The ultimate goal of this German regional stroke unit pilot project is to establish a state-wide competence network across Rhineland-Palatinate and to connect other regions, such as in the State of Baden-Württemberg, as well. The official request for proposals, won by Steinbeis, was organised by Pergis, a health care consultant company, located in Ludwigshafen, and by a group of subcontracted teleradiology experts.
Requirements for the integrated system involved full DICOM compliance for the exchange of data with different imaging modalities and storage in databases with advanced functions for the display and analysis of radiological images. The encrypted data had to be transferred via e-mail using SMTP and the new DICOM supplement 54. This procedure enables e-mails to be sent through firewalls without any changes in their rule-sets and to make available standard encryption methods for e-mail. The system also had to support autorouting and the automatic protocol conversion between DICOM and SMTP.
Most of this requested functionality was already available in the existing CHILI software, as stated by Dr. Uwe Engelmann from Steinbeis in a paper presentation at the recent Computer Assisted Radiology and Surgery (CARS 2002) Congress. The Steinbeis solution works as follows. The referring hospitals in Neustandt and Worms are equipped with one or more CHILI workstations consisting of a series of PCs running Linux. One workstation is acting as a CHILI server whereas the other ones are CHILI clients.
In the paper, Dr. Engelmann and his team explain how the server receives the images from the imaging modalities, PACS or a DICOM workstation via the DICOM protocol. The server stores the data in a relational database. The CHILI clients are connected to this database in order to view and process the stored data. Teleconferences can be held between all CHILI workstations. Medical staff from the referring hospitals can transmit the data through e-mail using SMTP to the expert centres in Ludwigshafen and Mannheim.
The e-mail messages have to be encrypted since confidential patient data has been integrated into the DICOM images. The Steinbeis solution uses MIME Security with OpenPGP to encrypt and sign the data with the private key of the submitting person. In turn, the receiver applies a public key to decrypt the data. Because the referring hospitals are transmitting large amounts of data, the data automatically is split into different e-mails of a more modest size.
The Steinbeis project team describes how the submission process can be activated either by a user or automatically by a so-called autorouter. In the automatic mode, the submitted data cannot be signed by a person. Therefore, the team uses a private key adhering to the workstation or institution to create a signature to protect the authenticity and integrity of the data. Transmission begins at the point where the DICOM data has been converted into a set of encrypted e-mails. The CHILI server of the referring hospital sends the data out to the external network over an optional firewall. The SMTP port of the firewall is usually accessible for data exchange.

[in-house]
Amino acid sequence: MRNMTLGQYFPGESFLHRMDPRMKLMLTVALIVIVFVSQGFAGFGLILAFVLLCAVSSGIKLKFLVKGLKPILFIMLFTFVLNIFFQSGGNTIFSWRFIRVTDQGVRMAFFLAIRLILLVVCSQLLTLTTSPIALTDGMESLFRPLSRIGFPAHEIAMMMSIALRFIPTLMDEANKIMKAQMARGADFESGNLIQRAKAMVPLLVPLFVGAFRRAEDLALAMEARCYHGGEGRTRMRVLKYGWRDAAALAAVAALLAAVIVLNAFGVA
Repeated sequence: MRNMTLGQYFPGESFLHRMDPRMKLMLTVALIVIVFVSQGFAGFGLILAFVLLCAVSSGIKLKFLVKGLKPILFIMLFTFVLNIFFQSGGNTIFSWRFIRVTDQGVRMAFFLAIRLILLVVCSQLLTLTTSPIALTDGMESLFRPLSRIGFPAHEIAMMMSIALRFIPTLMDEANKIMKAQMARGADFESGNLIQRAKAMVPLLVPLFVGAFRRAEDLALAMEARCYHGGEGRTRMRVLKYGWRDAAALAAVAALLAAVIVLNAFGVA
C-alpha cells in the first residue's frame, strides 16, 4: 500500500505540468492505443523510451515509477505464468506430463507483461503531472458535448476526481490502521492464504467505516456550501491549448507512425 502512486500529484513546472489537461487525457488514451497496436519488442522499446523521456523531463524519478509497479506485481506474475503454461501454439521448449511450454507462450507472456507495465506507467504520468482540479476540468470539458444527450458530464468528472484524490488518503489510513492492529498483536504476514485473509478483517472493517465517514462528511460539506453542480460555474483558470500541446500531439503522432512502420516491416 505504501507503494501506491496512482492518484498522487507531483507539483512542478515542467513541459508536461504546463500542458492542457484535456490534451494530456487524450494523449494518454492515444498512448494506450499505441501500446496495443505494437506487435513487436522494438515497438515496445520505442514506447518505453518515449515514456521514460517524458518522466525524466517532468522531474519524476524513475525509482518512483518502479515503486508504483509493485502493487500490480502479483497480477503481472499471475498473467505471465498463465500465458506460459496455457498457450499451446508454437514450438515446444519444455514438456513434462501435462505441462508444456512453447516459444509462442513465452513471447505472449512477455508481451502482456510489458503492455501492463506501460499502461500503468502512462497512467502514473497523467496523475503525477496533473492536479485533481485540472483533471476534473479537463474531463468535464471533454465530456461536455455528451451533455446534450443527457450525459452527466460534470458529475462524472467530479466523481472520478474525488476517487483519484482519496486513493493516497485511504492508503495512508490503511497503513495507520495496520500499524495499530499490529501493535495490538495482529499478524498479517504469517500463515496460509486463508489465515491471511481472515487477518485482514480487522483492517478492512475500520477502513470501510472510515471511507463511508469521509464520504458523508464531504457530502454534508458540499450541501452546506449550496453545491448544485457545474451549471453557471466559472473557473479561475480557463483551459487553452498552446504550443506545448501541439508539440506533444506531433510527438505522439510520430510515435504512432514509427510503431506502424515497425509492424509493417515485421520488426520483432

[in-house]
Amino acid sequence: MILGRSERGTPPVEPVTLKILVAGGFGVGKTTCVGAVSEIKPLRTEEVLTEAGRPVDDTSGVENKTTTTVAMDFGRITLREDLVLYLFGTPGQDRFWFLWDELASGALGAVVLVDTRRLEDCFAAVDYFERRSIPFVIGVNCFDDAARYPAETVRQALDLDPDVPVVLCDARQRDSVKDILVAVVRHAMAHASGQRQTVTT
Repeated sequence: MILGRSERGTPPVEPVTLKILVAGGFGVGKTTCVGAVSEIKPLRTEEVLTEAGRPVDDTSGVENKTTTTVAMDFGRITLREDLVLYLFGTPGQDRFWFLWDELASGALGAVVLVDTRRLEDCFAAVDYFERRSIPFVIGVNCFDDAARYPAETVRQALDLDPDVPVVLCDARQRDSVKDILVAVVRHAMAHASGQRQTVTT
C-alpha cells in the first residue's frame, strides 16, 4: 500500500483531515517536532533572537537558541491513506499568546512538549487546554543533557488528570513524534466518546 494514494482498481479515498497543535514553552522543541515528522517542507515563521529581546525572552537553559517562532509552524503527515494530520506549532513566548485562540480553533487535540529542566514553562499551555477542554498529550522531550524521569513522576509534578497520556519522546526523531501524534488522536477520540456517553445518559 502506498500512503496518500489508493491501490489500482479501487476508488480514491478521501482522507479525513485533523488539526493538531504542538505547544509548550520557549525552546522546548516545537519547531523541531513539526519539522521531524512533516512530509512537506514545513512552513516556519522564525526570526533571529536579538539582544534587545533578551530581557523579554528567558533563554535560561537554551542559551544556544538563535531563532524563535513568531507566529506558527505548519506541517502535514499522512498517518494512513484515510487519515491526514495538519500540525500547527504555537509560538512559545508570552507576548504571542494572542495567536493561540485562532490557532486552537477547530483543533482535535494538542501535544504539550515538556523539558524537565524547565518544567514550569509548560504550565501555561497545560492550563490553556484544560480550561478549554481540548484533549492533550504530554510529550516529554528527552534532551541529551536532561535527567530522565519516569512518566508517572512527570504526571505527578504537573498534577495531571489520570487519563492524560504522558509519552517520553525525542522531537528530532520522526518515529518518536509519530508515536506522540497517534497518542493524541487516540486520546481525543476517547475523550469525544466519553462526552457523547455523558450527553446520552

At the expert centre's receiver site, the communication server temporarily stores the incoming data. Usually, this server is located outside the hospital's Local Area Network (LAN) in front of a firewall. The teleradiology servers inside the expert centres behind the firewall fetch the data periodically via the Internet Message Access Protocol (IMAP) from the communication server. The data is decrypted and re-converted into standard DICOM files, stored in the database of the local CHILI server, and made available to the medical staff at the expert centre whenever requested.
Dr. Engelmann and his colleagues note that consultation replies are sent as encrypted e-mails as well to the communication server in front of the firewall. The CHILI server of the referring hospitals is able to fetch the answer and to integrate the report into the local database where it is stored and viewed with the related series of the image data. During each stage of the transmission process, the data transfer is being checked via a secure logging procedure to perform a strict control in terms of accuracy and completeness.
The Steinbeis team in the paper stresses that the CHILI system is not only a dedicated emergency tool but can also be used as a radiological workstation for reporting in daily routine. It is possible to perform interactive in-house teleconferences without sending any data to a remote workstation. Other options, such as long term archiving, image distribution over the intranet, mobile clients, or the use of 3D visualisation modules can be integrated into the emergency system easily.
The pilot project teleradiology for the stroke unit in Rhineland-Palatinate is funded by the Ministry for Employment, Social and Family Welfare, and Health Care in Mainz, Germany. Additional information on the CHILI teleradiology workstation is available in the VMW January 2002 article Mobile CHILI tele-radiology system receives one of 20 IST Prize 2002 awards in Düsseldorf. For more details on the stroke unit pilot project, please visit the CHILI Web site.